22-year-old Sharifa is one of the thousands of Afghan mothers struggling to overcome the hurdles that are posed by a healthcare system weakened by decades of war, poor facilities, and social and cultural barriers that are difficult to break.
Hekmat is one of EMERGENCY’s amazing Afghan nurses. Here he is sitting with Fazel, the Supervisor of the guards at the Surgical Centre for War Victims in Kabul. Fazel and Hekmat are colleagues. But they are also father and son.
“I decided to dedicate my life to war victims because my father is one too. He lost a leg during the conflict, but that didn’t stop him: every day he still works hard to do his job. EMERGENCY has given us an opportunity: this is not just a job, it’s a vital service for the whole community. I do this for my father and for all Afghan people.
After I graduated, EMERGENCY asked me if I was available and I accepted immediately. New patients arrive every day and I know that I have to give my best for each of them. A few days ago, for example, a man injured by a bomb arrived. We had to amputate both his legs, a similar story to my father’s. We cared for him and he survived, he will be OK. I can only be proud of what we were able to do for him. I see many other patients who come back for check-ups and constantly improve: this makes me feel so good, because I can see them happy, because – as they tell often tell us we ‘saved their life’”.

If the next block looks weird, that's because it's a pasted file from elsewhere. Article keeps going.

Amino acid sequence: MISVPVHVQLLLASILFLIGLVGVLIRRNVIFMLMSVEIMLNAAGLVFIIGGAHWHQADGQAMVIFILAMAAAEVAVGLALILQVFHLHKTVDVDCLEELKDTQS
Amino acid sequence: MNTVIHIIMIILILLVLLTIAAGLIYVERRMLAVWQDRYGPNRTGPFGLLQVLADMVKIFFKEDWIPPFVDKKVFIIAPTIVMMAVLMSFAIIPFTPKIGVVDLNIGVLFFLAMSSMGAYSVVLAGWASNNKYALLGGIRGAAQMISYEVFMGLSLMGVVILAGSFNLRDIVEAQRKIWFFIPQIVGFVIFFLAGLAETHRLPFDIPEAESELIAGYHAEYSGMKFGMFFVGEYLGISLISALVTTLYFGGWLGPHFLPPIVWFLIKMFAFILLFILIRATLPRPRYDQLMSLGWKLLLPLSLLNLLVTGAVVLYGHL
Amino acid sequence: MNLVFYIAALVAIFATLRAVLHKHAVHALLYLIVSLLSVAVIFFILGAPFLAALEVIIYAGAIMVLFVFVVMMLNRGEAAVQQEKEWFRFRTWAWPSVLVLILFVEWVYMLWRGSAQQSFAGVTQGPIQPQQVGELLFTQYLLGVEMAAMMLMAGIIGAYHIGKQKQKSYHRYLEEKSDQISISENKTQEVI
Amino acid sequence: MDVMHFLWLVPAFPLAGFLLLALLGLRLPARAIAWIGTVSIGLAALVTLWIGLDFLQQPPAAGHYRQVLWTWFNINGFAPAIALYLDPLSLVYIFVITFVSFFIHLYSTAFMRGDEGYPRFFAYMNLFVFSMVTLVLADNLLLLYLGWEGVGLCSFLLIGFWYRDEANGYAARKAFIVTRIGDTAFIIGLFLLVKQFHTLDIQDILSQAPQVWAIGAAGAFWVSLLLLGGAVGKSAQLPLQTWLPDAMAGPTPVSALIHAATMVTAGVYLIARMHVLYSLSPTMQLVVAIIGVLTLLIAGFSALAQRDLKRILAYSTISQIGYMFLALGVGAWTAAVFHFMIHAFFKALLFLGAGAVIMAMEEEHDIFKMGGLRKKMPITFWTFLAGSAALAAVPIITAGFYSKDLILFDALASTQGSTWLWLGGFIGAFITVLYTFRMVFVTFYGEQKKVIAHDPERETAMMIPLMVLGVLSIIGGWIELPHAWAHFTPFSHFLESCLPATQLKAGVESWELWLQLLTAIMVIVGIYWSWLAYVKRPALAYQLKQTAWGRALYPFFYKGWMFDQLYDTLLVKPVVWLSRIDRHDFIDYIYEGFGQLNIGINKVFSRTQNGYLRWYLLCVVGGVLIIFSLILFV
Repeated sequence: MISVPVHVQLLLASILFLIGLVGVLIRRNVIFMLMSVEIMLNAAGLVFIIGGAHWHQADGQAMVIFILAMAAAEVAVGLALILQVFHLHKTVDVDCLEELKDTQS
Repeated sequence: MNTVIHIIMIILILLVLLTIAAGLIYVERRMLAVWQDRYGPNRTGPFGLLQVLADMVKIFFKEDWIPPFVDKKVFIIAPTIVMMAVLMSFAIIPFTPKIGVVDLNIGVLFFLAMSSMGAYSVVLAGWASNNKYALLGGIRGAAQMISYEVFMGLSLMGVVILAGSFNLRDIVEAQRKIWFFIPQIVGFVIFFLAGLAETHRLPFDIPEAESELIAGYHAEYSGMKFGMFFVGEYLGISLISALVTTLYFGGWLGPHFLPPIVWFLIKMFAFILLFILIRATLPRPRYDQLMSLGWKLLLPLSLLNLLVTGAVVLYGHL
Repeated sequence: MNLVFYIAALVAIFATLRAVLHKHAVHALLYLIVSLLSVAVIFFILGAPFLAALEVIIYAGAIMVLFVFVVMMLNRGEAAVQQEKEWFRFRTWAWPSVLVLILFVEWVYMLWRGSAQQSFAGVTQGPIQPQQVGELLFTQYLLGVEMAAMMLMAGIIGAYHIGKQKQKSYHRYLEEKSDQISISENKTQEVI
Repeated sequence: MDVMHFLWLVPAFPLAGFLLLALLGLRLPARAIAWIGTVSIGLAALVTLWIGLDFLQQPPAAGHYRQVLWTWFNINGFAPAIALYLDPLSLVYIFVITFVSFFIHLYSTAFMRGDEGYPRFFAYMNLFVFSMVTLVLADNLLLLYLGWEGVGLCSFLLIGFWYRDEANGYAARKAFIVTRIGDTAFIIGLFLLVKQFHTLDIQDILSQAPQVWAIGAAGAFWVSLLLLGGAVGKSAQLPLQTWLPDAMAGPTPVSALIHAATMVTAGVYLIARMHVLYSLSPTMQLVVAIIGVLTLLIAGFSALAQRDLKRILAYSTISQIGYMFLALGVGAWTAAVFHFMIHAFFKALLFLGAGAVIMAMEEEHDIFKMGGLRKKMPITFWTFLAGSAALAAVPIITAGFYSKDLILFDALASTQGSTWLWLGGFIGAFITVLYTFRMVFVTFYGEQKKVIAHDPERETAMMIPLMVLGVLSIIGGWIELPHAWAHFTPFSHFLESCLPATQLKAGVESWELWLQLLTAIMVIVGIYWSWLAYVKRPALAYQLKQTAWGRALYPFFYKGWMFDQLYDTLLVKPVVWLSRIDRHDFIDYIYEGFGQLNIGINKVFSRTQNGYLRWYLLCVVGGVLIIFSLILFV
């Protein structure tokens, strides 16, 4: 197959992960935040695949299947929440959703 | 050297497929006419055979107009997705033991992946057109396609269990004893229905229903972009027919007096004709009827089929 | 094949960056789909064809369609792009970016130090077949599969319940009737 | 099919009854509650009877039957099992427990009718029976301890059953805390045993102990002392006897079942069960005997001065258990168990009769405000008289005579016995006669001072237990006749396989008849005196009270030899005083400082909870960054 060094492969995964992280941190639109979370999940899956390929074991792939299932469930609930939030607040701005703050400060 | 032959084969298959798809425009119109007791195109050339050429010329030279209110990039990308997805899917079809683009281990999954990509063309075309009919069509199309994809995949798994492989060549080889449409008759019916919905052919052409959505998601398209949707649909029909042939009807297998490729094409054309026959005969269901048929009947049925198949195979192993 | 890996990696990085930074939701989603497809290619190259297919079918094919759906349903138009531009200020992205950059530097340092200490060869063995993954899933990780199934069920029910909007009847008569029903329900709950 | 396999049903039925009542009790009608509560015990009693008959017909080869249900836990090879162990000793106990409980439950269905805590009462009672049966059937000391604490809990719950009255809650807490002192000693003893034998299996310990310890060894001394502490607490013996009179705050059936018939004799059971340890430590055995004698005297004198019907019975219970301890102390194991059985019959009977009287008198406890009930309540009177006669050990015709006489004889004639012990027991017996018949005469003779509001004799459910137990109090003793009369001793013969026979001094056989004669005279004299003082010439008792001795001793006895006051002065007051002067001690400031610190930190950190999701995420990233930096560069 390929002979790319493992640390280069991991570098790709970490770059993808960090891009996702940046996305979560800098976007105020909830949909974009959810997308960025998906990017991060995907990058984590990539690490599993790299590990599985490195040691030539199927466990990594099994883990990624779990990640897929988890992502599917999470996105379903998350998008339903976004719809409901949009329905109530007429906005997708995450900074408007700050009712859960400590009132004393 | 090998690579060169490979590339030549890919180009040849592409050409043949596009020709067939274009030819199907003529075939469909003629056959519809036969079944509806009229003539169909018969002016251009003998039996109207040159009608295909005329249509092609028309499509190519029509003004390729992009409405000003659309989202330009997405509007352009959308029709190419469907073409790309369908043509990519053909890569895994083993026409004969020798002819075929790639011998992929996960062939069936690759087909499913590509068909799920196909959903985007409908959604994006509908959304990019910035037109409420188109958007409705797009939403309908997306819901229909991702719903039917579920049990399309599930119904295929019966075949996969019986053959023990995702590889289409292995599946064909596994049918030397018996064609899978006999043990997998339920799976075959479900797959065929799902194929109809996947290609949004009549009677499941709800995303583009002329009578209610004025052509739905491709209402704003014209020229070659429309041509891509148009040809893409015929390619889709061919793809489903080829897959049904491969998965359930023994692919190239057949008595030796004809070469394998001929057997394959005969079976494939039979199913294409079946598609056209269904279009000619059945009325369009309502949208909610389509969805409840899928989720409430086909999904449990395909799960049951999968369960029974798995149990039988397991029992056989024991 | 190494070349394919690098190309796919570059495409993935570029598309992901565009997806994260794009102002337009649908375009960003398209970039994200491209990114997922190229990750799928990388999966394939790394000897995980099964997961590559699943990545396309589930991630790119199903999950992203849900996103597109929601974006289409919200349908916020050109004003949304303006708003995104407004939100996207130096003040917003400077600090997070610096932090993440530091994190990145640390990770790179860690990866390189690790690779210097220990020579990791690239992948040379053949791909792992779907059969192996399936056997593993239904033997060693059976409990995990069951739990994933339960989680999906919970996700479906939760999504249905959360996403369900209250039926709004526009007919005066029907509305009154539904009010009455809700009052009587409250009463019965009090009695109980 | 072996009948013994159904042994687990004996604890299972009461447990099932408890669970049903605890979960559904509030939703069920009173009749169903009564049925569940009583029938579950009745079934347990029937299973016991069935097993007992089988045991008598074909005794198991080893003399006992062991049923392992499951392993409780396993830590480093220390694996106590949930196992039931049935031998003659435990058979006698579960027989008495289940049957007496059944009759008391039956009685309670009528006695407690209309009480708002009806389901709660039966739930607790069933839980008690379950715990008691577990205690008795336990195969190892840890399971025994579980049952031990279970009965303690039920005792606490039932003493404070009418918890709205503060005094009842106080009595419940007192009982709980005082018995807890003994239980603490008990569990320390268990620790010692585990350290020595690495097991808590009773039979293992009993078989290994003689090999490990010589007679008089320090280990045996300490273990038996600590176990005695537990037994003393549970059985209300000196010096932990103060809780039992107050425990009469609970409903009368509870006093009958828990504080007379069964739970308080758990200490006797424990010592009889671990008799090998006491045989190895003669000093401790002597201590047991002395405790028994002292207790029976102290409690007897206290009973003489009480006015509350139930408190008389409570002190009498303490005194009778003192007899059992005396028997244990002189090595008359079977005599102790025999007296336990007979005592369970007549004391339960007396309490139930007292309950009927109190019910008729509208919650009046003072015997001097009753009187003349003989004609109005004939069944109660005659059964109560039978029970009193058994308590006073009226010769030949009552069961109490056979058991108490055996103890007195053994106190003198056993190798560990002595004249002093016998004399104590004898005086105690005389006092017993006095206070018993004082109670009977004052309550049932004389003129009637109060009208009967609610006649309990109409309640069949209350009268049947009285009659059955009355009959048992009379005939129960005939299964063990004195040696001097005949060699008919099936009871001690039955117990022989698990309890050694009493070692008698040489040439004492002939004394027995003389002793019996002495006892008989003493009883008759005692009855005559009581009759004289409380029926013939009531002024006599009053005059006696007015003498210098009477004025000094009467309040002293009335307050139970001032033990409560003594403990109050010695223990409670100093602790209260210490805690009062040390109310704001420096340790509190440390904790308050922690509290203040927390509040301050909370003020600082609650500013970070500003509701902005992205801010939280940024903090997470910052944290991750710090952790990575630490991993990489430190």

Last winter, Hekmat was tasked with leading a group of young Afghan patients to another EMERGENCY hospital, the Salam Centre in Sudan, for heart surgery. “When I learned of the chance to go to Sudan, I stepped forward. Some of the Afghan patients going to the cardiac hospital there needed support, especially the young ones, so I volunteered. I had never left my country and wanted to learn more about my work. We spent several months together there. They still call me today to find out how I am and to tell me about their life after the heart surgery they underwent. Our relationship has changed over time and today I can say that they are no longer just ‘patients’, but friends.
Now I’m back here in Kabul, sitting next to my father, I want to continue my studies and someday become a good war surgeon. I am only 21 years old but he encourages me and stimulates me to do better and better. For him I will try to do more and more. For my father, and for our Afghanistan.”